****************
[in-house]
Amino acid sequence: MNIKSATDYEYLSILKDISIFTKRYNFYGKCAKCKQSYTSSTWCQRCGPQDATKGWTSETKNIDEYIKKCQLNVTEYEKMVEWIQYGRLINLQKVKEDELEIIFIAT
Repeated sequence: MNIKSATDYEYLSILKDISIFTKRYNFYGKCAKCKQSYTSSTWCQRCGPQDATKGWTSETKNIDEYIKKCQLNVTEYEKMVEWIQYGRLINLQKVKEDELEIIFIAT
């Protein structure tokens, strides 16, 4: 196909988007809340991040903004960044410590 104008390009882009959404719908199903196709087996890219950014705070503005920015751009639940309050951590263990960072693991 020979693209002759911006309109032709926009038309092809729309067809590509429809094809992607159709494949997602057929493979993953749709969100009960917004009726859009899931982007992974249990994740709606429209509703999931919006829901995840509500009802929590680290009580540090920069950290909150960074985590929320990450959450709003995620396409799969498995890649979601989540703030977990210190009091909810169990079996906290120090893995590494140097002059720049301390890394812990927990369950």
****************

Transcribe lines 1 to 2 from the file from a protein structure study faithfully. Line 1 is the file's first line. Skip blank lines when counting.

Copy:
[in-house]
Amino acid sequence: MNIKSATDYEYLSILKDISIFTKRYNFYGKCAKCKQSYTSSTWCQRCGPQDATKGWTSETKNIDEYIKKCQLNVTEYEKMVEWIQYGRLINLQKVKEDELEIIFIAT